The pressure of a potential recession and persistently high inflation is leading to serious concerns of Americans at every income level about their personal financial well-being. The effects of inflation are often cited as the number one concern among Americans in recent polls.
While the issues are pressuring many lower and middle-income citizens, it’s no different even for those making more than $100,000 per year. A recent survey found that 70% of those at all income levels are stressed regarding their personal financial standing.
That number includes 57% of those earning more than $100,000. Furthermore, more than half of Americans are living paycheck-to-paycheck, including approximately one-third of those earning the higher income threshold.
When asked about the factors that were causing financial stress, the respondents consistently cited inflation as the leading factor. Almost 60% of all Americans referenced inflation in the survey. Even more strikingly, 61% of those earning more than $100,000 stated the same.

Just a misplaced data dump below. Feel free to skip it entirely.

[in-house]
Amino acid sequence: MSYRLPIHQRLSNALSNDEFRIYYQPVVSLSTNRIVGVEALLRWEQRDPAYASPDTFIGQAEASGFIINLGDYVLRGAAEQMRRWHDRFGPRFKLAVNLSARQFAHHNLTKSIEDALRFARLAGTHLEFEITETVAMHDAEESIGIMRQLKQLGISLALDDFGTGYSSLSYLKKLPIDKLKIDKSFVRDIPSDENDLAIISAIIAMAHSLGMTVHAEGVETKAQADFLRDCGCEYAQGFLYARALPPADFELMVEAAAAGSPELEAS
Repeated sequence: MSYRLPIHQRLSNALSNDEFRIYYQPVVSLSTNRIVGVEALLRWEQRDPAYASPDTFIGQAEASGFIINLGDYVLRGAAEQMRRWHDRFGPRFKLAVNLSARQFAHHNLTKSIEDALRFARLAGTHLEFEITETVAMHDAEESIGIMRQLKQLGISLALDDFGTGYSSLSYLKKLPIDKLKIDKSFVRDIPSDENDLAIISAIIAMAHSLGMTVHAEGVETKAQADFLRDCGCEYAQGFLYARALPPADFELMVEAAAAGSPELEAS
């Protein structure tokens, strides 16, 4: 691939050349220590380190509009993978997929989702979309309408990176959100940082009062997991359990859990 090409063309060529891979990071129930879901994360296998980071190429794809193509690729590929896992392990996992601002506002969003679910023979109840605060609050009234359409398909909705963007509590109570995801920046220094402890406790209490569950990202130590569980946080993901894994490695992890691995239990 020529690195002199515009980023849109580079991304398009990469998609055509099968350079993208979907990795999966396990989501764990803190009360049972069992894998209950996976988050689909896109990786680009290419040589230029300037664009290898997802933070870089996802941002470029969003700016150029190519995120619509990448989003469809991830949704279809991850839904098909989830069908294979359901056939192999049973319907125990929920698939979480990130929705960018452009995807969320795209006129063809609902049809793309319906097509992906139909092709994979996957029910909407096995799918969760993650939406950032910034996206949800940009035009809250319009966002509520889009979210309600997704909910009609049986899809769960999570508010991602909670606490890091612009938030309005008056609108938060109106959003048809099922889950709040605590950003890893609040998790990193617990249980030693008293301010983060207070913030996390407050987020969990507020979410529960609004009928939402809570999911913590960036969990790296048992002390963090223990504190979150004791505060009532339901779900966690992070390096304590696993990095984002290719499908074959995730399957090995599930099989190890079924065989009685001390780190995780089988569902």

Fears regarding both the general state of the economy and inflation will likely persist through the end of the year. This week’s inflation figures show that prices are continuing to increase at an alarmingly high rate.
Much of the increase in inflation was caused by increases in the price of both fuel and housing.
Furthermore, released Federal Reserve minutes show that members of the central bank fear that bank failures will tip the country into a recession later in 2023.
The Fed expects overall economic growth of just 0.4% for the entire year, which would mean a negative growth rate by the end of the year, considering quarter-one growth of 2.2%.
One poll from earlier this year had similar findings, with most Americans citing inflation as a prime concern.
More than half of Americans, 57%, said that they had less money than a year prior. This was more than double the figure from February 2018, during the administration of former President Donald Trump.
The effects of slow economic growth and rising prices led to a decline in average inflation-adjusted earnings.
We did it again, Joe.
Inflation adjusted wages are down for a record 24th consecutive month. That's 92% of Biden's entire presidency pic.twitter.com/J3jQYAXtm3
— zerohedge (@zerohedge) April 12, 2023